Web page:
Dismiss Notice
Join Physics Forums Today!
The friendliest, high quality science and math community on the planet! Everyone who loves science is here!

Question about dimensions.

  1. Jul 24, 2011 #1

    How can they predict anything after dimension 7? Especially the part where they go from dimension 8 to 9.

    Isn't everything in that dimension supposed to be in-explainable by the our science and minds? And isn't dimension 8 a place of infinite starts? How can you go beyond the start?
  2. jcsd
  3. Jul 24, 2011 #2
    This video is an attempt to help you visualize extra dimensions. It isn't what the extra dimensions really are in any rigorous physical sense. In reality, there is no particular order to the dimensions and no distinction among them, except for the difference between space and time. (I'm speaking in general terms here -- in particular fundamental physical models there could be differences because of the way particular dimensions get wrapped up.) Nothing special happens at dimension 7, and things never become "inexplainable to our science and minds". In fact, a lot of physics right now is done dealing with 10 or 11-dimensional spaces, and mathematicians routinely deal with spaces of even higher dimensionality, even an infinite number of dimensions.
  4. Jul 24, 2011 #3
    So you're saying the beginning of the universe did not necessarily happen in the 7th dimension? Or that dimensions are simply a way of describing stuff, like numbers or letters?
    Last edited: Jul 24, 2011
  5. Jul 24, 2011 #4
    To be honest, I'm not even sure what that means. But if you're saying that the beginning of the world happened in the 7th dimension, but not in the 6th or the 8th or the first, I would say yes, that is wrong.

    Spacetime dimensions are a way of describing stuff, but they're more than just that. The question of whether space has 2 dimensions or 3 or 10 is a real physical question that can be answered experimentally. (At least in principle. The experiments to find out if there are more than 3 space dimensions are very hard to do.) The world would be a very different place if there were only two dimensions.
  6. Jul 24, 2011 #5
    Some physicists have put forth the holographic principle, which says the world has two spatial dimensions (if I'm understanding this correctly).

  7. Jul 24, 2011 #6
    True, and that's a very interesting idea. I guess I should have said that, if we live in a 2D universe, the laws of physics obeyed in that 2D universe are very different from those we are familiar with. According to the HP, the universe has equivalent descriptions as a 3D universe that obeys one set of physical laws, and a 2D universe (the boundary of the 3D universe) that obeys a different set of physical laws. But these laws are such that everything in one description maps to the other. No one knows how this would work with 3 and 2 dimensions, but Maldacena has produced an example of such a one-to-one correspondence between a 5D universe and its 4D boundary, which shows at least that the idea is not entirely crazy.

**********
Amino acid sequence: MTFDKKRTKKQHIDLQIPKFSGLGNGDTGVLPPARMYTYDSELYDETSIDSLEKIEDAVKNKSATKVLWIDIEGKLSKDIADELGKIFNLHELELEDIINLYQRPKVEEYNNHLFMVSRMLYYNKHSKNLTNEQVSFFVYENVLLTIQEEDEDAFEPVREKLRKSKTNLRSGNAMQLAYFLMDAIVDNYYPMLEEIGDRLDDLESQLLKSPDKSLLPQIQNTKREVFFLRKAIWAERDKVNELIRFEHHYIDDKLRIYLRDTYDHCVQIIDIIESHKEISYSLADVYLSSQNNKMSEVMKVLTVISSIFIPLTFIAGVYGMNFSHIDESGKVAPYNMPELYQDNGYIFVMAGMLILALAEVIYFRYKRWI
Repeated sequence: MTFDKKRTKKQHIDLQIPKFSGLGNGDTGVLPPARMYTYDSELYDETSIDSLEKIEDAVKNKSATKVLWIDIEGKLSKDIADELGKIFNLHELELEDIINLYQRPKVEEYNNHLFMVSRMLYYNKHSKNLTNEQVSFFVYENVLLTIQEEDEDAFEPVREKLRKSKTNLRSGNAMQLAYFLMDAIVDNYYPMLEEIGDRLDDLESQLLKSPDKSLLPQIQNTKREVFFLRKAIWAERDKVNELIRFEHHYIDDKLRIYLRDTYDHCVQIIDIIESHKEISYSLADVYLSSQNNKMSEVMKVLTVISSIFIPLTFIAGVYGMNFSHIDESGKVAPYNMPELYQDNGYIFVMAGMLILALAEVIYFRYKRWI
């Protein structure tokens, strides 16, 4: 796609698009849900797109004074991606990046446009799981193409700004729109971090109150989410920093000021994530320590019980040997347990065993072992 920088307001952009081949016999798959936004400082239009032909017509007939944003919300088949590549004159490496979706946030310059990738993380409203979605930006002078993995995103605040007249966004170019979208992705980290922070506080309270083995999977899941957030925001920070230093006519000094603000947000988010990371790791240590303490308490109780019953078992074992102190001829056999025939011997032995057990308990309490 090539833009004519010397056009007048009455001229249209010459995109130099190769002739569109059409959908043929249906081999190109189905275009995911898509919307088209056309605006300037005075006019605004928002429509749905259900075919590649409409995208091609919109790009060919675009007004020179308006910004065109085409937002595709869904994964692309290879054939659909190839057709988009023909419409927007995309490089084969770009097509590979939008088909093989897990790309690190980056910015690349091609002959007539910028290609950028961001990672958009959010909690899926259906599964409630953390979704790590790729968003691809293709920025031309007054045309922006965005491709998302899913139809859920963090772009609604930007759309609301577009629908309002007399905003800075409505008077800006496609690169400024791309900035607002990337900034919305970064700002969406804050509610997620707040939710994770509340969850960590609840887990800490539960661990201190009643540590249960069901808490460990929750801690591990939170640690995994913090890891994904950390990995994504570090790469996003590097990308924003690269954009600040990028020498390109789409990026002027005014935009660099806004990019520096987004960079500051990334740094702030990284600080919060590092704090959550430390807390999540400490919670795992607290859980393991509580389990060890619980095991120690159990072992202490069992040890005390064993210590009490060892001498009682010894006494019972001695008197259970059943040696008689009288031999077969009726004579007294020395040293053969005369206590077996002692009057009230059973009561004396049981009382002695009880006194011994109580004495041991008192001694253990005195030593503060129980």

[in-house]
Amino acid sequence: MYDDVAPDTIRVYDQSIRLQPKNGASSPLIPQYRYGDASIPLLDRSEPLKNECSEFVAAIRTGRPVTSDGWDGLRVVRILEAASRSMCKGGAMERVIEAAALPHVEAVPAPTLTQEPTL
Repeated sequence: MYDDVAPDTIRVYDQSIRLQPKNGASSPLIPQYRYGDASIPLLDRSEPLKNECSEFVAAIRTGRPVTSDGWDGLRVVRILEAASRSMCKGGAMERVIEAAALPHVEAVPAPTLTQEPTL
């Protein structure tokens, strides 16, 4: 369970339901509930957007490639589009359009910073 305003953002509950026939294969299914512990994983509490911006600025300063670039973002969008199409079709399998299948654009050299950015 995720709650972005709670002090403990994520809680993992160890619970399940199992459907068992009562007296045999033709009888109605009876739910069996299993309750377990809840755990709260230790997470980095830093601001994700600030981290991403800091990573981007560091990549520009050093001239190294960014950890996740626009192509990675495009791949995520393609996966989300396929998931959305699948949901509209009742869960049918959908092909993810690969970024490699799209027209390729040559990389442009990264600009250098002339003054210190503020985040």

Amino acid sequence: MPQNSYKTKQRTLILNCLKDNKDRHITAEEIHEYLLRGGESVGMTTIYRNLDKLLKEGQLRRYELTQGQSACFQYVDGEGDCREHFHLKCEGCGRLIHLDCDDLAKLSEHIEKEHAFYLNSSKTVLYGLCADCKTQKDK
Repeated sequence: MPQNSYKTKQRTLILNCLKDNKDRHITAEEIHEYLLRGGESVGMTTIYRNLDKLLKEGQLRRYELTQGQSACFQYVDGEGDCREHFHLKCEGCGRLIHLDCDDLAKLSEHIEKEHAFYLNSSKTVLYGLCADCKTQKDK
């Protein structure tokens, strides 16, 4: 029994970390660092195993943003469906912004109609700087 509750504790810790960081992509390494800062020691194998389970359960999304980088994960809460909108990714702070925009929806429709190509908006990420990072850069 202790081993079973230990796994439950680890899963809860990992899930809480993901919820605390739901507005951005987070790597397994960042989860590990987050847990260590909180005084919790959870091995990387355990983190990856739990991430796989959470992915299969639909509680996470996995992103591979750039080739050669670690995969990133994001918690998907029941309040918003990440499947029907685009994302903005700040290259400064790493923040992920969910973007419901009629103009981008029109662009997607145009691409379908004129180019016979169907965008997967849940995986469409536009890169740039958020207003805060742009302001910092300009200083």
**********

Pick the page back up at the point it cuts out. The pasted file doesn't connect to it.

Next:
Very cool stuff.
  8. Jul 27, 2011 #7
    By 'world' I meant the existence of physical laws as we know it; t=0 of the universe -- I'm sorry but imagining a t=0 kinda helps prevent my brain from exploding :D --.
    But I think I understand what you mean.

    I mistakenly made a relation between dimensions and time; automatically assuming that at t=0 the universe and all dimensions below seven existed. Its a bit of a logical enigma though, I am typically incapable of imagining anything without time, and the video stopped time after the 7th dimension my brain was like: "what the.. :uhh:".

    If I understood things correctly, what you mean is that:
    - All dimensions coexist without some dimensions having different characteristics of time than the others, time is measured the same in all dimensions.
    - All dimensions obey the physical structure known to us like photons, electrons, gravity...etc.
    - So in conclusion the string theory (and theories like 'dimensionless bits of data') could not mean that it is probable some universes exist with different physical principles from ours?

    Oh my God man that Wikipedia page made my brain itch a bit haha! But its a really good read.

    I'm really liking this stuff. Thanks for the help a lot.
  9. Jul 28, 2011 #8


    User Avatar
    Staff Emeritus
    Science Advisor
    Gold Member

    When you embed a youtube video, the only thing you're supposed to type (or paste) between the tags is the code for the video. In other words, remove the = sign and everything to the left of it.

    This is a crackpot video. I think the moderators would have deleted your post if they had seen the video. It also doesn't belong in the set theory and logic forum.
Share this great discussion with others via Reddit, Google+, Twitter, or Facebook